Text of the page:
The Danish Peoples Party set the tone, continually goading the other parties and accusing the government of not doing enough to keep foreigners out of the country. The September 11 terrorist attacks and the government’s reaction to them further inflamed anti-foreigner sentiments, especially towards Muslims. Both government and opposition demanded harsher controls for immigrants and limitations on the right of family members to join immigrants residing in Denmark.
In a televised discussion after his election win, Fogh Rasmussen announced that under his government, a special ministry for immigration would be established. The immigrants’ organisation INDsam saw a parallel between this and the politics of apartheid and anti-Semitism. INDsam spokesman Mohammed Gelle expressed the fear that such a ministry could lead to even more restrictive laws against immigrants. “I fear we might end up with a ‘Jewish problem’, similar to the one in Germany in the 1930s—one law for the Danes and another for new-comers,” Gelle said.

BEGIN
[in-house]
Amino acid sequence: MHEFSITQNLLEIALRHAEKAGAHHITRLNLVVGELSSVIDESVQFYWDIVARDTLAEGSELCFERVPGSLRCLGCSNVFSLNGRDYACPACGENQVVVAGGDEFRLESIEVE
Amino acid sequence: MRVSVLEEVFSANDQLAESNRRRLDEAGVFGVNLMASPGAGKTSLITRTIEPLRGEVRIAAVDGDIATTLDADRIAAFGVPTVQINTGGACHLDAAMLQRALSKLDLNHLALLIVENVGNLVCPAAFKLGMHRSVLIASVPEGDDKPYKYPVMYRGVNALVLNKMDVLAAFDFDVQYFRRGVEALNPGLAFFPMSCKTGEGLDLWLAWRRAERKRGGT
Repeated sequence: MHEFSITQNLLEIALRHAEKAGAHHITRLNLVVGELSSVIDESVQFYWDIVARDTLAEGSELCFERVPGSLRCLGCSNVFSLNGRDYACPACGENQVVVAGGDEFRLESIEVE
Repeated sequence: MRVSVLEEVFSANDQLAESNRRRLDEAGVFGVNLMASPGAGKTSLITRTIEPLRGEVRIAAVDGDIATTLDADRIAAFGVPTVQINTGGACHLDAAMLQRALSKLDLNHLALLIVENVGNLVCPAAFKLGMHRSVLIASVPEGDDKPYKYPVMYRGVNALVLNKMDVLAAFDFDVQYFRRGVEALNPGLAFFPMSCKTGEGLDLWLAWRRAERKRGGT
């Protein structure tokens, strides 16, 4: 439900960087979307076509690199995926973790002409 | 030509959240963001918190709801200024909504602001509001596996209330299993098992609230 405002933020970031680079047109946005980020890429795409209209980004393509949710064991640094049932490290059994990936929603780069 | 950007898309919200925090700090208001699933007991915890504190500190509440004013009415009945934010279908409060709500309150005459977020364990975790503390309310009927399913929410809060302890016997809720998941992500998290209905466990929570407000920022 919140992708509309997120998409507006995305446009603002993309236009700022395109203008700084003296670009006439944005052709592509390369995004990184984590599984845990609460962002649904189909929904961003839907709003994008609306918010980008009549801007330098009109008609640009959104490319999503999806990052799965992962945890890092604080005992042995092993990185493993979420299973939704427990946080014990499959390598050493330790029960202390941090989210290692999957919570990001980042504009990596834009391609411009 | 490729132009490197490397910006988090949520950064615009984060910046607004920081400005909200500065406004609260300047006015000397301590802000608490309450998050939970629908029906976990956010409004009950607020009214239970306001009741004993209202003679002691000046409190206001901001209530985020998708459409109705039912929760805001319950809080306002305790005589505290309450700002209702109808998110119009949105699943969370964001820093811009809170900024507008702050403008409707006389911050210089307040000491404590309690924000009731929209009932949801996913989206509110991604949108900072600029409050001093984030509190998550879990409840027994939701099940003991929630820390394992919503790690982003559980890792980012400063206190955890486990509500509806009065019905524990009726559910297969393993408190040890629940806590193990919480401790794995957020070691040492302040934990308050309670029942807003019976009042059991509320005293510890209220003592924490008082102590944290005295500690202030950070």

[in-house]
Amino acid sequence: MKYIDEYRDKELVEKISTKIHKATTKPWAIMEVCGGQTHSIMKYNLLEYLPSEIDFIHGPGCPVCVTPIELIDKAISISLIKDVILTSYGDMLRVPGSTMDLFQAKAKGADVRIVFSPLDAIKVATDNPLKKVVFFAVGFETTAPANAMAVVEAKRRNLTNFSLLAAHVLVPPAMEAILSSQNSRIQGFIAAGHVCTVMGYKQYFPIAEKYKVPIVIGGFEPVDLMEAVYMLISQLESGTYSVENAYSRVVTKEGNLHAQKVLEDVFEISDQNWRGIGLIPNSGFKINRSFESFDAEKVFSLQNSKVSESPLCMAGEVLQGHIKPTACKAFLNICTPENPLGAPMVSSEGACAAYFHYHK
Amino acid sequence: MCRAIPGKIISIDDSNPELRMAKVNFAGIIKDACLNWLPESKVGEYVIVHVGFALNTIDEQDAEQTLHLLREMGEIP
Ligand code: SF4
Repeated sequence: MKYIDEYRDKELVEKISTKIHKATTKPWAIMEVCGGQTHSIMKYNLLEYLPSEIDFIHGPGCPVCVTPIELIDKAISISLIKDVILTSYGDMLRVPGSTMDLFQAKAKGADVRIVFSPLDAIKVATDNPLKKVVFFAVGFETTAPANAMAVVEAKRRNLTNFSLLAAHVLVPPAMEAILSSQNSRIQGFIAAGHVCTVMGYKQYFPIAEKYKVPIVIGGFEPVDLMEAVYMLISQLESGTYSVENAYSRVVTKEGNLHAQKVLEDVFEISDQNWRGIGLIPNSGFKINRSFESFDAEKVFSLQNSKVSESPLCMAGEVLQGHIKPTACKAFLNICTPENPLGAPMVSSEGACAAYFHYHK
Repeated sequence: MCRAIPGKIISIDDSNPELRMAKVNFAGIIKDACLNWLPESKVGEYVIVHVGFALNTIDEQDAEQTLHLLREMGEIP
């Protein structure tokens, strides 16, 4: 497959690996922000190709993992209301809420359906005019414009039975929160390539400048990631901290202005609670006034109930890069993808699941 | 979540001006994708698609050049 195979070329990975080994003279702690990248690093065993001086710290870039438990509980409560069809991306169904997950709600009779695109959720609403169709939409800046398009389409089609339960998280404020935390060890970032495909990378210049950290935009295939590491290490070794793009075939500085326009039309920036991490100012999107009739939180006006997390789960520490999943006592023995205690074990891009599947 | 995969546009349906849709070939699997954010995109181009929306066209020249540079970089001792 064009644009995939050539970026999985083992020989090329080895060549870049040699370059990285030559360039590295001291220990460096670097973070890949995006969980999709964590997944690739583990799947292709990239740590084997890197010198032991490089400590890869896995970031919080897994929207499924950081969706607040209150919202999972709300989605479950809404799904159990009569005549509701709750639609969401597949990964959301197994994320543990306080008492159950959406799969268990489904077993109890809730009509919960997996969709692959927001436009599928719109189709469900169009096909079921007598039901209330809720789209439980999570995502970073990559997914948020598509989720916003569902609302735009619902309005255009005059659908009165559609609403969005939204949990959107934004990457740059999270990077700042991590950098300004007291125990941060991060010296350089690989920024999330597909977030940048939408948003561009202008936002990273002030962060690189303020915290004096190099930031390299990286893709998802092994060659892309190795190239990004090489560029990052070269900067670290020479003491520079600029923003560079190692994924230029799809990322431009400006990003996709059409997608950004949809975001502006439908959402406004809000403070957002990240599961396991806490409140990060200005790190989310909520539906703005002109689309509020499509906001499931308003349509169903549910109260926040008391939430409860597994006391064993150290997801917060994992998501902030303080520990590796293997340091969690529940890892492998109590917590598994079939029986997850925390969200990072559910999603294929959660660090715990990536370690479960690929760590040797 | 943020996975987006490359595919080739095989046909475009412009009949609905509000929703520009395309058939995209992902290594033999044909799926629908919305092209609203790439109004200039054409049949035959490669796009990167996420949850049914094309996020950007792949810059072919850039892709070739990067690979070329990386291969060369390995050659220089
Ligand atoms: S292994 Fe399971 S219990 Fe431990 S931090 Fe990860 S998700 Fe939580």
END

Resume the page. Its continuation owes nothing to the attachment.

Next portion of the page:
In a survey carried out by the newspaper Jyllands Posten, a number of foreign correspondents from the international press expressed their dismay at the Danish election campaign. Clare MacCarthy, a correspondent for the Financial Times, compared the tone of the election discussion with anti-Pakistani and anti-Indian rhetoric in Great Britain during the 1960s, which culminated in rightwing Tory politician Enoch Powell’s notorious “rivers of blood” speech.
“It is very unappetising how literally every Danish politician is prepared to make scapegoats of immigrants simply for the sake of getting into government,” said MacCarthy. “It is primitive, vulgar and pure xenophobia the way politicians are dishing out one lie after another, trying to bolster their arguments with dubious statistics.”
Charles Farro, a reporter for America’s Newsweek, called the anti-immigrant tone of the debate “shocking”. “When I listen to this debate,” he wrote, “I sometimes get the impression that there was never any crime in Denmark until immigrants arrived here.”